Streptomycin



The discovery of streptomycin by microbiologist Selman Abraham Waksman (1888-1973; winner of the 1952 Nobel Prize in medicine) occurred in the mid-1940s. The discovery of this effective and safe antibiotic led to the taming of tuberculosis, or "TB." Streptomycin has also been found effective in treating several other infectious diseases.

The Search Begins with Soil Microbes

Prior to his most exciting discovery, Waksman, a Russian-born American microbiologist, had been engaged in a study of soil microbes for a number of years. One of his students, French-born René Jules Dubos (1901-1981), was searching for antibacterial substances in soil. In 1939 Dubos discovered the first antibiotic drug, gramicidin. Although it fought pneumococcus, staphylococcus, and streptococcus bacteria, it was too toxic (poisonous) for use in humans.

Waksman was inspired by Dubos's discovery. With the support of the Merck pharmaceutical company, he turned his attention to antibacterial substances found in soil. In 1941, he dubbed these substances "antibiotics." By 1958 he had discovered eighteen such drugs. Of these, streptomycin was the most important. Waksman isolated the antibiotic in 1943 and found it to be active against gram-negative bacteria. Eventually, streptomycin proved to be effective at fighting the tubercle bacillus. Because the tubercle bacillus can enclose itself in nodules in the body, it can remain dormant for years. When TB becomes active, it can strike any part of the body, but normally attacks the lungs. At the time Waksman developed streptomycin, the only treatments for TB were prolonged bed rest and nutritious food.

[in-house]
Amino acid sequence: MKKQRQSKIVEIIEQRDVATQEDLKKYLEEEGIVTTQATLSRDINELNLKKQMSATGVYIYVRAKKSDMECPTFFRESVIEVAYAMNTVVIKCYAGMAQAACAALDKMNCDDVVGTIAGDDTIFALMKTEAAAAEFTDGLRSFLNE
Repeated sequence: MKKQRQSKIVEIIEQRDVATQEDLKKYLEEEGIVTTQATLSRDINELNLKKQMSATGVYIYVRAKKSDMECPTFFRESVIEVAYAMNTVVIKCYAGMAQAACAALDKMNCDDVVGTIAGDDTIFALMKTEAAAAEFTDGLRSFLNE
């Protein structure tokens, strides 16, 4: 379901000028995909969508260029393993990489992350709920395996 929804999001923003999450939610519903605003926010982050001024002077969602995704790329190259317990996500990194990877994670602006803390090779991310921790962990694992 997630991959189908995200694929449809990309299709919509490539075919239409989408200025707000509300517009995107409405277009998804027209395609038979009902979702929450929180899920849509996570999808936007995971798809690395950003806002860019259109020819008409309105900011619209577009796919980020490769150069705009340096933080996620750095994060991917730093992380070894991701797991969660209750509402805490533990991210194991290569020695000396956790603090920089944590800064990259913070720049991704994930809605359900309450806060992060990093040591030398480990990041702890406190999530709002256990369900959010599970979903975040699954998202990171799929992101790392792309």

A man filters and subdivides streptomycin at the New Sterile Techniques Plant owned by Merck & Company.
A man filters and subdivides streptomycin at the New Sterile Techniques Plant owned by Merck & Company.

Testing the Drug

Pathologist William Hugh Feldman (1917-) and bacteriologist H. Corwin Hinshaw (1902-) conducted the first clinical trials of streptomycin against tuberculosis. Feldman and Hinshaw first tested streptomycin on guinea pigs infected with tuberculosis. They found the drug to be nontoxic as well as highly effective. By 1945 Feldman and Hinshaw had conducted their first tests of streptomycin in human tuberculosis patients. The drug arrested the bacteria and reversed the disease. Feldman and Hinshaw's studies showed that the antibiotic was effective against a number of different forms of tuberculosis. These included TB of the skin, bones, lung, meninges, joints, and genito-urinary tract. The side effects caused by the drug included impairment of the sense of balance and deafness. These side effects proved to be temporary and could be minimized by controlling the dosage of the drug.